We read the article by Gupta et al. on “Glycerol-preserved corneal tissue in emergency corneal transplantation: An alternative for fresh corneal tissue in COVID-19 crisis” with profound interest and want to congratulate the authors for their research work. Glycerol-preserved cornea (GPC) has important utility in emergency keratoplasty where the availability of fresh corneal tissue (FCT) is questionable in the developing world. We would like to appreciate the authors for comparing the GPC and FCT in corneal transplantations. However, we would like to draw attention to clarify our concerns regarding this published article.
First of all the title of the article in unjustified as the data presented in the study does not belong to the COVID era. The whole article is not explaining anything related to the COVID era, but just a paragraph at the end cannot justify the article title. To make a statement in the title, the data should be around that time domain.
The next point lies in statistical analysis as this section mentioned about Mann-Whitney U test, t-test, and Chi-square test. However, Table 4 uses Fisher's exact test, which is not mentioned in the methodology.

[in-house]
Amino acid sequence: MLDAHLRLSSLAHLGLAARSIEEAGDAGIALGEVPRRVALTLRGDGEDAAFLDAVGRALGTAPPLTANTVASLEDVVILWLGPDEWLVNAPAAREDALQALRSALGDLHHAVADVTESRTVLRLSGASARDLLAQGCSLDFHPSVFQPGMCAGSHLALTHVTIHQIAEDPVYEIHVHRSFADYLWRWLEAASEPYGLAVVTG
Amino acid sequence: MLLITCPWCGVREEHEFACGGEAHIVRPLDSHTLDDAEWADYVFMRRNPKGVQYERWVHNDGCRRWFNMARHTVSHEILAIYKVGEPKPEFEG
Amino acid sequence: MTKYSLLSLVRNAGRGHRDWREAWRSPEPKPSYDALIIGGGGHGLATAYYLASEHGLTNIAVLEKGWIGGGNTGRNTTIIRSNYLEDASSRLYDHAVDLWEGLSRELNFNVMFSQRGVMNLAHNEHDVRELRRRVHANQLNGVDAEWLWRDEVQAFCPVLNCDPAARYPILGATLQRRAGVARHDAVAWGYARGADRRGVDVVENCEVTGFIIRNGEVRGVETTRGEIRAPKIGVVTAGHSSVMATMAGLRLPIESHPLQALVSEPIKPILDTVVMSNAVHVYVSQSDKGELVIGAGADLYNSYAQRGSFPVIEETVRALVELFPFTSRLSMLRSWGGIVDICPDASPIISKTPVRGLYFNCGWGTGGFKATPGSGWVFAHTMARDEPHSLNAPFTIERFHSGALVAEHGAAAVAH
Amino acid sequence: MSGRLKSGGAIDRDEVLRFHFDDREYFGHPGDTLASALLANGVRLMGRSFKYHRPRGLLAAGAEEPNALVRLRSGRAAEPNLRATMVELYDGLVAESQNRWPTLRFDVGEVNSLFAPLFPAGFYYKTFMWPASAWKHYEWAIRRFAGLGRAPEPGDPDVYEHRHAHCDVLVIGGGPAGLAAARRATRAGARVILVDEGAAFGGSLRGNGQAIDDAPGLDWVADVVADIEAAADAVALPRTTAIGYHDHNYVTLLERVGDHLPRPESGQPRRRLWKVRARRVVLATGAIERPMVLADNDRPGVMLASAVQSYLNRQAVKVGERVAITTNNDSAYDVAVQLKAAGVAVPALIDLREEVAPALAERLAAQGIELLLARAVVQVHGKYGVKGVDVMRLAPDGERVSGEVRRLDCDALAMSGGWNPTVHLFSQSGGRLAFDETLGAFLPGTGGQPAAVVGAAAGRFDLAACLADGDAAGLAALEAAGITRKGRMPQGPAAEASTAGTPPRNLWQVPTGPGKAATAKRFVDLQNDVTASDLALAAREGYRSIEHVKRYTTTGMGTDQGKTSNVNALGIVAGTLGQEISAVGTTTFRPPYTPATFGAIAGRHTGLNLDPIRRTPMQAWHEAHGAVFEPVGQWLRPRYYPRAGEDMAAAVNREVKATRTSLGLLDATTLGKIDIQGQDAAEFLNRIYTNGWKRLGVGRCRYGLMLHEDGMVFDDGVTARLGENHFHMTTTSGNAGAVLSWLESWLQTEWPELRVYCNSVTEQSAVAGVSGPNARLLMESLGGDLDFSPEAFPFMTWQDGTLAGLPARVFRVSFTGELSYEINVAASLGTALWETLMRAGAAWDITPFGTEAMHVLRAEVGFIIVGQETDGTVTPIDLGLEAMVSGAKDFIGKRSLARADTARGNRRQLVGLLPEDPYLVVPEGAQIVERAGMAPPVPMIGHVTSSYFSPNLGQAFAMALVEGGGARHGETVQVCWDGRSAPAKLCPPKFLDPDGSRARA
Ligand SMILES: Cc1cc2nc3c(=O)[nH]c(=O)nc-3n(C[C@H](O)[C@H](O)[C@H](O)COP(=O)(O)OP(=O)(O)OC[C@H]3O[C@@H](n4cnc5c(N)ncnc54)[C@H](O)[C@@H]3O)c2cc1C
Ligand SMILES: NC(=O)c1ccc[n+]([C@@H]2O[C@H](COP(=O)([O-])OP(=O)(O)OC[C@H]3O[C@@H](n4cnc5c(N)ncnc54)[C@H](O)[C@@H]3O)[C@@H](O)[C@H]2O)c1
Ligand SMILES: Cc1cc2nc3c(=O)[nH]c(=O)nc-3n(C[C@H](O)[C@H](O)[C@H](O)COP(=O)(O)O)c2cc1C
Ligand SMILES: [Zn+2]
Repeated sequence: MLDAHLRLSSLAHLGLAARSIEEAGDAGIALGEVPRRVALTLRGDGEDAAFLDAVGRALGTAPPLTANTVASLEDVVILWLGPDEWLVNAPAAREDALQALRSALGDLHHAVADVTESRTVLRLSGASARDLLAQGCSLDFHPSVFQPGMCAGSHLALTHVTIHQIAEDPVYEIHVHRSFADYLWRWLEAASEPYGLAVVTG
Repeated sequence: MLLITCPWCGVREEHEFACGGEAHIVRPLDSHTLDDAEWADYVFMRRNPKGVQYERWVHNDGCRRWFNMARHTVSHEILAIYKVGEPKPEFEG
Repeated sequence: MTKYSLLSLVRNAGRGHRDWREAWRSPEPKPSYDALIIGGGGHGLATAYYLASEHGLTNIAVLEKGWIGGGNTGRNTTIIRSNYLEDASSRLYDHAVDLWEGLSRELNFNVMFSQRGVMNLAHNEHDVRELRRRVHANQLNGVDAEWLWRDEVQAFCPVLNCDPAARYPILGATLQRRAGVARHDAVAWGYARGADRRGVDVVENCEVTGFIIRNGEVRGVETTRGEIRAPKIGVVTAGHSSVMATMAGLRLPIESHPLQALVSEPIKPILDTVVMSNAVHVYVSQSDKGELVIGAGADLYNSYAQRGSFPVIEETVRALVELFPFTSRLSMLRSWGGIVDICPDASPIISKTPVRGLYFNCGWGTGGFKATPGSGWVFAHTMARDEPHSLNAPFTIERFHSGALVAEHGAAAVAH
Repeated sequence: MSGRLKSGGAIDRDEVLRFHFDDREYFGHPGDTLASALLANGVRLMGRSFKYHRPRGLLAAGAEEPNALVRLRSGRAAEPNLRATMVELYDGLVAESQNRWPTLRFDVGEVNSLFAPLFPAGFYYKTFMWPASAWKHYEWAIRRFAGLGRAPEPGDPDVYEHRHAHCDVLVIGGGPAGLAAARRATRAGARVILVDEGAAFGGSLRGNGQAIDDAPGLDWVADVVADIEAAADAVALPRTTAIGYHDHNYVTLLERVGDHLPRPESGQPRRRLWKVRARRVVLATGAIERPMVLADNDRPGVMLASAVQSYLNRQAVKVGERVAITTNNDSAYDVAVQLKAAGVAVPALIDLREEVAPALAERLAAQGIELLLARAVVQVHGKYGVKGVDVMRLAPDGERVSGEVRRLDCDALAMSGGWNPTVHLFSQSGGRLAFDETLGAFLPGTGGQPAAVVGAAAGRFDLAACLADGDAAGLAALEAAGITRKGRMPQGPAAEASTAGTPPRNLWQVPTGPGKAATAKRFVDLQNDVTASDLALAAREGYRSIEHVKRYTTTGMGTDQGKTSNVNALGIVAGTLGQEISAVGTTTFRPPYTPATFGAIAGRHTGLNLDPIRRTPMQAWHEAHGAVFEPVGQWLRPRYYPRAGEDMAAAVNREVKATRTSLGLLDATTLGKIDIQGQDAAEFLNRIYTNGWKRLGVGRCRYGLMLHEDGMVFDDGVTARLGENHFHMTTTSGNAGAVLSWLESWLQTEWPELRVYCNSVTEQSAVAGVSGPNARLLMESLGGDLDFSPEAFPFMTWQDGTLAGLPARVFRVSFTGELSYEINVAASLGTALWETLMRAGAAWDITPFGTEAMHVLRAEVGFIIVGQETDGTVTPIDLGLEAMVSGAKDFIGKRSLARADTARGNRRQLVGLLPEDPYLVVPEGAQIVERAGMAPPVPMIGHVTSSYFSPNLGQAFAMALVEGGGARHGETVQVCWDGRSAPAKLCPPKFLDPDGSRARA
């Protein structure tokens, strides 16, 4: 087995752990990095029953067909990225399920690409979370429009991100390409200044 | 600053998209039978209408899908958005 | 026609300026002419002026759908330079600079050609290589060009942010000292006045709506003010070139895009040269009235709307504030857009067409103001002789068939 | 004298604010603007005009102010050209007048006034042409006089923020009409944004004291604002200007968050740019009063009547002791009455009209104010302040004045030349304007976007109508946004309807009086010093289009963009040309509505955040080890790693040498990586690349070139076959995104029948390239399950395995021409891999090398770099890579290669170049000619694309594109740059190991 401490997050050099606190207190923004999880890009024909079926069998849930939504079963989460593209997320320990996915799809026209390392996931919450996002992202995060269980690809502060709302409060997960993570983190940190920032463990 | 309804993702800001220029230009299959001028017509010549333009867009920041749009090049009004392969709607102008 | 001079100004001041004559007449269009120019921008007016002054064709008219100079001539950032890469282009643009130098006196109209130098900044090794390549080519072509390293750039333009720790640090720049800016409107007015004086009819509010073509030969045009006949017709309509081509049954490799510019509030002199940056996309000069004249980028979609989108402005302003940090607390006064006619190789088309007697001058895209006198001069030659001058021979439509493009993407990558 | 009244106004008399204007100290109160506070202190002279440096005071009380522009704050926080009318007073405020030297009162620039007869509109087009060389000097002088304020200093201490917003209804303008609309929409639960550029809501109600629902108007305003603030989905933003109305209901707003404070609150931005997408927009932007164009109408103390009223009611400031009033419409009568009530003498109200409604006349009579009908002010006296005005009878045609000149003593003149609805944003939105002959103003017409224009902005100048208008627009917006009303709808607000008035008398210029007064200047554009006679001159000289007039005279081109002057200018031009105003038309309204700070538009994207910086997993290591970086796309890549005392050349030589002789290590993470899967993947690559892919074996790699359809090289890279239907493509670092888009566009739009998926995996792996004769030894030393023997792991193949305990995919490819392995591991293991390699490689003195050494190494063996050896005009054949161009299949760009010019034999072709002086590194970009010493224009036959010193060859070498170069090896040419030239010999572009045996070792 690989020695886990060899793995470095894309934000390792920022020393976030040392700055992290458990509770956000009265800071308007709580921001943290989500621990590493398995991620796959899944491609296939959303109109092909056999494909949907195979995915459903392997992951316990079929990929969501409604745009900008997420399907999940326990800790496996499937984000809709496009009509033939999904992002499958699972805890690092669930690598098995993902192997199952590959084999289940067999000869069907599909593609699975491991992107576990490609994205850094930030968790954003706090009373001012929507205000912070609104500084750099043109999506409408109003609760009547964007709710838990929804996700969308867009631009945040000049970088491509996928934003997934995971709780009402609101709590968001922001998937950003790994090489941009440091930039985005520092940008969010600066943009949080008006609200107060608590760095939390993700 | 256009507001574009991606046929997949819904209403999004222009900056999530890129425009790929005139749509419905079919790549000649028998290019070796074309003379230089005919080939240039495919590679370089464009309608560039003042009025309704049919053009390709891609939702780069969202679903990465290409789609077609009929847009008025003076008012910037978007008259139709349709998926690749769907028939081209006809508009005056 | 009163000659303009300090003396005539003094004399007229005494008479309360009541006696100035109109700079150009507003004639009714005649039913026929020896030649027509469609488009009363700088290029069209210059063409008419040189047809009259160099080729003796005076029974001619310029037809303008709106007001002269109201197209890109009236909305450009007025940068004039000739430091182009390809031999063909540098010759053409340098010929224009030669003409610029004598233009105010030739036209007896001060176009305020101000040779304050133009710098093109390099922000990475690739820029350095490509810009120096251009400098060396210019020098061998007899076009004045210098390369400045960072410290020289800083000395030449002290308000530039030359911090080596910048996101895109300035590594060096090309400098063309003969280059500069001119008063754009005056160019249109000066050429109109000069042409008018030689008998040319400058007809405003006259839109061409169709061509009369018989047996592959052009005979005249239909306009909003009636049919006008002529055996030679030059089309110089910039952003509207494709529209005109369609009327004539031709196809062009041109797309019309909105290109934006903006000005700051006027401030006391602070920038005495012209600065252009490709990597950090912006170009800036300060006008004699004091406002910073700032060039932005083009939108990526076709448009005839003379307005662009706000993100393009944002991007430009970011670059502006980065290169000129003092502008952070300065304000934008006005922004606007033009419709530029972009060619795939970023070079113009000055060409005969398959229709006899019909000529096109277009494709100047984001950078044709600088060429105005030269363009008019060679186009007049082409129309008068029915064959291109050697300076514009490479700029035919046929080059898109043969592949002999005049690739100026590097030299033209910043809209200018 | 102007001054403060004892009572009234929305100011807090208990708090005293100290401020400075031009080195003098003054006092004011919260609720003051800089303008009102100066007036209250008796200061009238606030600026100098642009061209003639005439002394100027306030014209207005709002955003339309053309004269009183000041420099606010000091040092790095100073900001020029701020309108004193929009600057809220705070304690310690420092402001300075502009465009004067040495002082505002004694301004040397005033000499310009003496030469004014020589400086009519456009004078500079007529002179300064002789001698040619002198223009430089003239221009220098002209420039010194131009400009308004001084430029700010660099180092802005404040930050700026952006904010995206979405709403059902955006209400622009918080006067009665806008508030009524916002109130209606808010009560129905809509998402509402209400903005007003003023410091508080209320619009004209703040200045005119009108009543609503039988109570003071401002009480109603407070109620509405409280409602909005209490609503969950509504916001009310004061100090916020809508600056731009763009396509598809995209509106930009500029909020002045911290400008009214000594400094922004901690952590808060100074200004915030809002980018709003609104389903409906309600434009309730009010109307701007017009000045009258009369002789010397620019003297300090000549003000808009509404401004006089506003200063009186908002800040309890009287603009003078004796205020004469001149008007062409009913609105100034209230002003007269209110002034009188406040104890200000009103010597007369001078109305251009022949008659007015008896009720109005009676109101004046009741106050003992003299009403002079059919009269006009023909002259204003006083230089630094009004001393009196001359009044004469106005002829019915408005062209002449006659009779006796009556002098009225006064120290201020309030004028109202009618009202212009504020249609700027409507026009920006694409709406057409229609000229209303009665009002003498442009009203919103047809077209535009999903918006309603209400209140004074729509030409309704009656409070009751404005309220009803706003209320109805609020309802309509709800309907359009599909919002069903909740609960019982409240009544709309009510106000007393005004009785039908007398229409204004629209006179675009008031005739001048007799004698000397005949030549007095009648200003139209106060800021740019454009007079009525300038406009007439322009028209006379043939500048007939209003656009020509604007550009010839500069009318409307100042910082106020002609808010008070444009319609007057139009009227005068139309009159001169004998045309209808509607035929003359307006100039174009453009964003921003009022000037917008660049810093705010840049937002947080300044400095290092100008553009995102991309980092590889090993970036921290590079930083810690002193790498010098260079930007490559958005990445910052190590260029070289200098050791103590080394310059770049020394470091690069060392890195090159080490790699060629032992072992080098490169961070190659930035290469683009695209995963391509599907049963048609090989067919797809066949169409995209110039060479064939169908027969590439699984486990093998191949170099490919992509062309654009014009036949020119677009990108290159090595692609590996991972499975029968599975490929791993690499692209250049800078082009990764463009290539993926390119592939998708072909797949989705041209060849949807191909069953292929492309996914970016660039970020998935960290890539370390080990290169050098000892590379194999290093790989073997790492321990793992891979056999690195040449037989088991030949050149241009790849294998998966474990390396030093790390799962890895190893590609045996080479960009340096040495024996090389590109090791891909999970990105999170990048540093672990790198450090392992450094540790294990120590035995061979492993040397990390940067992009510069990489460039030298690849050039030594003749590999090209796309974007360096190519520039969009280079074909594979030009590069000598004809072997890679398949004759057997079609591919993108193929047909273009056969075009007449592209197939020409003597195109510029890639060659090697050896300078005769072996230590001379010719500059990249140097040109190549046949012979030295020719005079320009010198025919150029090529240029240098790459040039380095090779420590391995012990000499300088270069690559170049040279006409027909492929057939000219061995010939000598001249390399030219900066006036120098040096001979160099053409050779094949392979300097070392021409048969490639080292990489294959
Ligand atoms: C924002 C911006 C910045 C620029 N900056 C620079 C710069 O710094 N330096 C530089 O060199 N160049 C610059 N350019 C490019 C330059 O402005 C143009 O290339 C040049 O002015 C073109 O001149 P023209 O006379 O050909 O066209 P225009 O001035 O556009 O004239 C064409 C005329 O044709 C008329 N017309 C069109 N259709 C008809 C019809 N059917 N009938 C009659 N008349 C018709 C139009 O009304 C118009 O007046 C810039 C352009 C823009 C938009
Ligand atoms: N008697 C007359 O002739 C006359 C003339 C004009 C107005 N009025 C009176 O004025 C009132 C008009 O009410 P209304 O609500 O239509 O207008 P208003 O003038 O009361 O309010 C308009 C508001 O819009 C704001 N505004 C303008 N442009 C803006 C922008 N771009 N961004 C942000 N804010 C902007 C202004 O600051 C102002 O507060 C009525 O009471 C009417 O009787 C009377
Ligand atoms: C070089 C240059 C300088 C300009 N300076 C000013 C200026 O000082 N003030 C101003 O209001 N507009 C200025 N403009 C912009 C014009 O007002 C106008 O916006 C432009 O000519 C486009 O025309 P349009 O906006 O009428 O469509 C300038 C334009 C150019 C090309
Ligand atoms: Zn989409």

In the result section, it is mentioned that there was 100% graft failure in glycerol-preserved tissue. We believe that it is worth to classify graft failure in terms of primary graft failure and secondary graft failure. The authors have described retransplanting with optical grade tissues in 11 eyes in the FCT group and 5 eyes in the GPC group, but the GPC group showed graft failure in all 34 cases. The fate of the other 29 cases of graft failure is not mentioned. Besides, the authors mentioned that there was a reinfection in 11 eyes in the FCT group. It would have been informative if the management of graft infection was mentioned in terms of conservative or surgical.
Furthermore, there is repetition and duplication of data of the GPC group mentioned in results, in Table 2 and Tables 3 and 4 with a previous article published in 2017 in IJO with PMID 28724812. Publishing or reusing the same dataset is considered as an overlapping publication or salami slicing. In our opinion, duplication of data is wrong on ethical grounds if it is used for the same purpose for different titles.
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Conflicts of interest
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